ST: Such principle and integrity. Would you say those principles are how you differentiate from your competitors?

PK: Yes, I think these principles manifest themselves in our everyday decisions. We’re not willing to ship a bad product and we are intransigent on safety. We’ve had many opportunities to release less meaningful, smaller, or less clinically relevant products — all of which would have been high profile and good for publicity — but we kept our product development on point to make a bigger impact.

Furthermore, we did it in a completely non-traditional manner. We ignored the old school way of tackling these issues, focusing rather on radiology, and meaningful real-life problems. We didn’t speak unless we had something worth saying that would move the field forward. And we understood the environment in which we were bringing AI, the skepticism, and the resistance. I think our principles combined with our respect and knowledge of the problems we are trying to solve are what makes us stand out.

ST: What’s the big vision for the future of Kheiron?

PK: I want to get to the point where we can say cancer is mostly not a problem. When 95% of the time, we can handle this thing. Where people can focus their energy on other aspects of life. I imagine happy longevity, thriving healthcare systems, and scientific progress. And I think it’s totally doable.

ST: With you, Toby, and your team at the helm, we believe it is! Founders love learning from other founders’ experiences. As CEO, what has been your biggest growth area in the last year to 18 months?

PK: I think balancing agency, speed, and action with humility and impostor syndrome in a field where there are so many things we can’t possibly know has been the biggest learning curve for me. Just being a founder is hard enough — and a tech founder, too — because you’re running operations, people, management, etc. and you’re learning so many different things from scratch in a very quick fashion. Being on the frontline of something new, I’ve had to understand that the domain itself is very complicated and lean into that. I’ve had to ask myself many tough questions: Is it that we need to be better? Is it a hard field? What should we generally learn from others? What is specific? That balancing act has been the biggest improvement for me, and I’m still working on it.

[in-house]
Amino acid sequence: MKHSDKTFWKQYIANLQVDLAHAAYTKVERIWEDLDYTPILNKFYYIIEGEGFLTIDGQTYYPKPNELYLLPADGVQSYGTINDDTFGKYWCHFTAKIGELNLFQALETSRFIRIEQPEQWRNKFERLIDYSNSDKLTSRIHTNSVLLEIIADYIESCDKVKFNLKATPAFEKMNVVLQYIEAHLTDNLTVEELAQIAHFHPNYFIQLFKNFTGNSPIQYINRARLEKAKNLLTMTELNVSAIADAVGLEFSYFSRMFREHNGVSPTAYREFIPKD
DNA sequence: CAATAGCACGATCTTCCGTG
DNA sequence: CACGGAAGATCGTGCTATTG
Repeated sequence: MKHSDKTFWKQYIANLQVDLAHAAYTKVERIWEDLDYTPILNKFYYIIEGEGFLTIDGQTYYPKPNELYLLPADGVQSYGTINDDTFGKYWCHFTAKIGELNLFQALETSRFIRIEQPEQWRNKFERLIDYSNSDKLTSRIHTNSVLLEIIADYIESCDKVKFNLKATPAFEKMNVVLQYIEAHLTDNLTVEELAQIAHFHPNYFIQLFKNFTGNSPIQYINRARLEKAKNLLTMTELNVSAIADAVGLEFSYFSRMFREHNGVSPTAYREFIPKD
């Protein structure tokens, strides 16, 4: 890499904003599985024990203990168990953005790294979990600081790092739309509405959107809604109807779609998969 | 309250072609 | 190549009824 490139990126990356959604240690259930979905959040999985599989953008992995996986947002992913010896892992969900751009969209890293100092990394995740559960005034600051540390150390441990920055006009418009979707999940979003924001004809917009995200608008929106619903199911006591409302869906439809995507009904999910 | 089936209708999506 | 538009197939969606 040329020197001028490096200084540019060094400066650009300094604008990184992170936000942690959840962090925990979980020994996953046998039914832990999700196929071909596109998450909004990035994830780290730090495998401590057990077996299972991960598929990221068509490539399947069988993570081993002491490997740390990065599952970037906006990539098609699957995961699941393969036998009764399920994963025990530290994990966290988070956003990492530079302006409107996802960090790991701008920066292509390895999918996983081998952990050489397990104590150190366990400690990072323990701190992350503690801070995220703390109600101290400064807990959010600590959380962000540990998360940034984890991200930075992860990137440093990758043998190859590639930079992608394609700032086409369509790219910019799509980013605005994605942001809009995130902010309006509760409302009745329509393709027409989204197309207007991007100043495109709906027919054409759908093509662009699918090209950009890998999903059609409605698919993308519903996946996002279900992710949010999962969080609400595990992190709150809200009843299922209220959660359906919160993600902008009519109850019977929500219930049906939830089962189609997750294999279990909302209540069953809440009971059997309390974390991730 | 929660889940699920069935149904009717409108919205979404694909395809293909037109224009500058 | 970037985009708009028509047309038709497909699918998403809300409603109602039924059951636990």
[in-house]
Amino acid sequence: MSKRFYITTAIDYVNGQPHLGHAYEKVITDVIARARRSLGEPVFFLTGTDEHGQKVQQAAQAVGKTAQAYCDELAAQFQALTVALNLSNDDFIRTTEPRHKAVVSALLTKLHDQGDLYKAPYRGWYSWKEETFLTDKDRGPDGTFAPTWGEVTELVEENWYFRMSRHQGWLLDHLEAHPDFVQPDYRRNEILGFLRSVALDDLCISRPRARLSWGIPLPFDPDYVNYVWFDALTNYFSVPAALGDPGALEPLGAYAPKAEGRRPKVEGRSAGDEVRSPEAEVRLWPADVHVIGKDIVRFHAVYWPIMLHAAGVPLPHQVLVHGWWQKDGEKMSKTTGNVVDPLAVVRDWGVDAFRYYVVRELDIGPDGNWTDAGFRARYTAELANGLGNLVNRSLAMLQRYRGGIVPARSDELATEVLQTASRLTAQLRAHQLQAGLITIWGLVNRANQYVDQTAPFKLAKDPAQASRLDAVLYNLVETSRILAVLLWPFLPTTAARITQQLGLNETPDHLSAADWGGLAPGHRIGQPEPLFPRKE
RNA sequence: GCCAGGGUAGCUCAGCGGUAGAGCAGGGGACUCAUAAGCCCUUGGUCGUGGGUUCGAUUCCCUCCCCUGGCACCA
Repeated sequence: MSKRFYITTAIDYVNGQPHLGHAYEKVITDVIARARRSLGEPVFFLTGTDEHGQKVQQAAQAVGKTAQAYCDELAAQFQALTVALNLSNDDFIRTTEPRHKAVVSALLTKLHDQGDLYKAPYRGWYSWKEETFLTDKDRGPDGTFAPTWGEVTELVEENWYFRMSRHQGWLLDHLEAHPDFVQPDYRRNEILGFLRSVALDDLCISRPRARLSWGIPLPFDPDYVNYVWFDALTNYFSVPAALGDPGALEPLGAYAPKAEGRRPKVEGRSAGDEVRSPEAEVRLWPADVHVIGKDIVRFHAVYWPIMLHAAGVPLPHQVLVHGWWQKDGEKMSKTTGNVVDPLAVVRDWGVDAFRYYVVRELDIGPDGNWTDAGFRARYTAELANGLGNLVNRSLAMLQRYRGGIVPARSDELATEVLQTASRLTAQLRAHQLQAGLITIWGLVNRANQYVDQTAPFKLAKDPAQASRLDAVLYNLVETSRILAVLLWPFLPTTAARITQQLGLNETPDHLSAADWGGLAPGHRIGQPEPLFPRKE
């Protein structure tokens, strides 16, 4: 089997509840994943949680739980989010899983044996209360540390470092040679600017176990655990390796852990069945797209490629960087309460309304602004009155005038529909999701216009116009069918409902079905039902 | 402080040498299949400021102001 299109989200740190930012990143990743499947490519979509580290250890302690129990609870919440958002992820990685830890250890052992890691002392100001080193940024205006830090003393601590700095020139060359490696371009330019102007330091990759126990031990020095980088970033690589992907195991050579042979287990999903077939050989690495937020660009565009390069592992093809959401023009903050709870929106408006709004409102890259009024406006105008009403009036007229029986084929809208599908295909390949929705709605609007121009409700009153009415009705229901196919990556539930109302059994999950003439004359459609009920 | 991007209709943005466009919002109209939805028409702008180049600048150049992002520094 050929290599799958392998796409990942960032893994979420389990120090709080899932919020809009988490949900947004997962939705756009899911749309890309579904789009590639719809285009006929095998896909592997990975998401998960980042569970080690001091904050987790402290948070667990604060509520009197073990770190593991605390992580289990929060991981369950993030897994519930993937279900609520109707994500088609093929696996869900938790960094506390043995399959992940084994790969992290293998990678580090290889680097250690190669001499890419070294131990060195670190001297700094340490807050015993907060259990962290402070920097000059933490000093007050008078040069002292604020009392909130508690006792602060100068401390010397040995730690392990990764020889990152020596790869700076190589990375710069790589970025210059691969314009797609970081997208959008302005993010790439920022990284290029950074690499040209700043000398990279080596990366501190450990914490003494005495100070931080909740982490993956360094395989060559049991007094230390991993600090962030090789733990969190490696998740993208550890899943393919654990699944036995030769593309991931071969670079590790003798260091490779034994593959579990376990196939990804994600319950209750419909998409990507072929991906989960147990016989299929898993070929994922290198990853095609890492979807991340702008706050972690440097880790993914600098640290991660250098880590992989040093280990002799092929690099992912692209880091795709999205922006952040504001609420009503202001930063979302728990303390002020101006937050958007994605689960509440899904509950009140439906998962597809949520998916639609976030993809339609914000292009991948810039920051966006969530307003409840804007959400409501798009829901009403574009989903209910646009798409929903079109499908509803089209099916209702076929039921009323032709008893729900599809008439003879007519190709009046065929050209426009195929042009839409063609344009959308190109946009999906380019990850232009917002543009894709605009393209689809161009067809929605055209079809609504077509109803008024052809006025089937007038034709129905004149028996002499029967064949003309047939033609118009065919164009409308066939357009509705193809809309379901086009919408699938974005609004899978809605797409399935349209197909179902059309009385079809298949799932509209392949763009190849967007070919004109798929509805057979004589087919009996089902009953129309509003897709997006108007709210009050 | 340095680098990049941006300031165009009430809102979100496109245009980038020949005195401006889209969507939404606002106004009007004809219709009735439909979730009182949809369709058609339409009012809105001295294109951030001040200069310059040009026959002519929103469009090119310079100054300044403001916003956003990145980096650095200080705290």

ST: I think it takes a lot of vulnerability to be so transparent in what we’re growing in. Thanks for being so open about it. To finish, do you have any go-to podcasts, products, books or anything else, that you’re loving right now and want to share?

PK: So many! I’d recommend a number of things, selectively from Peter Thiel’s Zero to One. Definitely The Great CEO Within by Matt Mochary, and Mastering The Rockefeller Habits by Verne Harnish. I also think it’s very important for founders to read biographies and learn from good people — not as templates on how to succeed, because everyone is going to succeed differently, but how they actually handle their successes and failures. There are thousands of books on how to be a CEO, how to manage, etc. How to survive the journey is a very different story, and I think the way a leader handles the normal ups and downs of a business can have an even bigger impact than traditional ‘how to’ books. I’m also in a CEO group where we support each other and feel less alone in the role, and I think that might be even more important than reading anything.

ST: Absolutely. No man is an island. Thanks so much for your time and insights, Peter. We’re thrilled to support the Kheiron vision and look forward to the day we can all say that cancer is just a speed bump on the road.